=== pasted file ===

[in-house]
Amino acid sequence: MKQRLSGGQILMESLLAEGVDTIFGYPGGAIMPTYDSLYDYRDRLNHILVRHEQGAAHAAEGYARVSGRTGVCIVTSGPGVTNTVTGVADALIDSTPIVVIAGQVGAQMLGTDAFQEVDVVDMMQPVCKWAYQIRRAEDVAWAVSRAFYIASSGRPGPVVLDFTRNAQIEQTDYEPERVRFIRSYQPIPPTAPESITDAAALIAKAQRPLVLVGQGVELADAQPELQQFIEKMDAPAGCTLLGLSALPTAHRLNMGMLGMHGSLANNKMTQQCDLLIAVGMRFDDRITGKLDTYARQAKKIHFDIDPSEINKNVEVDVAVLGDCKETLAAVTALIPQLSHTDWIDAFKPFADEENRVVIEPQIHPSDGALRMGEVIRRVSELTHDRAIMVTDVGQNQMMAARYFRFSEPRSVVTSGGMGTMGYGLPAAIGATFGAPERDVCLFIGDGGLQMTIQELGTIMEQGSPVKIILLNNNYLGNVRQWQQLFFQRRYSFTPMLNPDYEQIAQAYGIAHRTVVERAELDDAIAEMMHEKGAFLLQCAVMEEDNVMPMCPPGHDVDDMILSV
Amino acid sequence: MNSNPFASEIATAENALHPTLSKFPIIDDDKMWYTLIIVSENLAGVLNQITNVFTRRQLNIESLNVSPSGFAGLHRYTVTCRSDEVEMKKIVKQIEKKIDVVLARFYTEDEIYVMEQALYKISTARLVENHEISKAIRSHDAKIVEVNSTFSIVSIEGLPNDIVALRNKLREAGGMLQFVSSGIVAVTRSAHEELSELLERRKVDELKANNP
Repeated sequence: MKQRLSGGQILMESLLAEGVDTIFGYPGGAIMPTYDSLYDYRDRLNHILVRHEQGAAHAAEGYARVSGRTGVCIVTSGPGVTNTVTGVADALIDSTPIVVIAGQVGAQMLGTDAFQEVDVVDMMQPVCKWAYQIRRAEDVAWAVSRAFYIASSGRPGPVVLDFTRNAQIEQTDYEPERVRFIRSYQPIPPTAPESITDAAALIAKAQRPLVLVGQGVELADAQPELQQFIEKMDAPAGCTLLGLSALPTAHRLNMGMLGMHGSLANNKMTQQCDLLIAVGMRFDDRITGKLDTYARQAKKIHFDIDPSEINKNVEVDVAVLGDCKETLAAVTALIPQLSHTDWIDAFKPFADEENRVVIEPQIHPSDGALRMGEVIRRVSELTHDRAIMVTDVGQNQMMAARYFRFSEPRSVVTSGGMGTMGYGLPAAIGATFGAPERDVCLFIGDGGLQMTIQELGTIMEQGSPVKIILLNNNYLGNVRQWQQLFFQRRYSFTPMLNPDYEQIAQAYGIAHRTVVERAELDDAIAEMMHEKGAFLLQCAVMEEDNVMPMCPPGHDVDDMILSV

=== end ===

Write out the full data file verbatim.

[in-house]
Amino acid sequence: MKQRLSGGQILMESLLAEGVDTIFGYPGGAIMPTYDSLYDYRDRLNHILVRHEQGAAHAAEGYARVSGRTGVCIVTSGPGVTNTVTGVADALIDSTPIVVIAGQVGAQMLGTDAFQEVDVVDMMQPVCKWAYQIRRAEDVAWAVSRAFYIASSGRPGPVVLDFTRNAQIEQTDYEPERVRFIRSYQPIPPTAPESITDAAALIAKAQRPLVLVGQGVELADAQPELQQFIEKMDAPAGCTLLGLSALPTAHRLNMGMLGMHGSLANNKMTQQCDLLIAVGMRFDDRITGKLDTYARQAKKIHFDIDPSEINKNVEVDVAVLGDCKETLAAVTALIPQLSHTDWIDAFKPFADEENRVVIEPQIHPSDGALRMGEVIRRVSELTHDRAIMVTDVGQNQMMAARYFRFSEPRSVVTSGGMGTMGYGLPAAIGATFGAPERDVCLFIGDGGLQMTIQELGTIMEQGSPVKIILLNNNYLGNVRQWQQLFFQRRYSFTPMLNPDYEQIAQAYGIAHRTVVERAELDDAIAEMMHEKGAFLLQCAVMEEDNVMPMCPPGHDVDDMILSV
Amino acid sequence: MNSNPFASEIATAENALHPTLSKFPIIDDDKMWYTLIIVSENLAGVLNQITNVFTRRQLNIESLNVSPSGFAGLHRYTVTCRSDEVEMKKIVKQIEKKIDVVLARFYTEDEIYVMEQALYKISTARLVENHEISKAIRSHDAKIVEVNSTFSIVSIEGLPNDIVALRNKLREAGGMLQFVSSGIVAVTRSAHEELSELLERRKVDELKANNP
Repeated sequence: MKQRLSGGQILMESLLAEGVDTIFGYPGGAIMPTYDSLYDYRDRLNHILVRHEQGAAHAAEGYARVSGRTGVCIVTSGPGVTNTVTGVADALIDSTPIVVIAGQVGAQMLGTDAFQEVDVVDMMQPVCKWAYQIRRAEDVAWAVSRAFYIASSGRPGPVVLDFTRNAQIEQTDYEPERVRFIRSYQPIPPTAPESITDAAALIAKAQRPLVLVGQGVELADAQPELQQFIEKMDAPAGCTLLGLSALPTAHRLNMGMLGMHGSLANNKMTQQCDLLIAVGMRFDDRITGKLDTYARQAKKIHFDIDPSEINKNVEVDVAVLGDCKETLAAVTALIPQLSHTDWIDAFKPFADEENRVVIEPQIHPSDGALRMGEVIRRVSELTHDRAIMVTDVGQNQMMAARYFRFSEPRSVVTSGGMGTMGYGLPAAIGATFGAPERDVCLFIGDGGLQMTIQELGTIMEQGSPVKIILLNNNYLGNVRQWQQLFFQRRYSFTPMLNPDYEQIAQAYGIAHRTVVERAELDDAIAEMMHEKGAFLLQCAVMEEDNVMPMCPPGHDVDDMILSV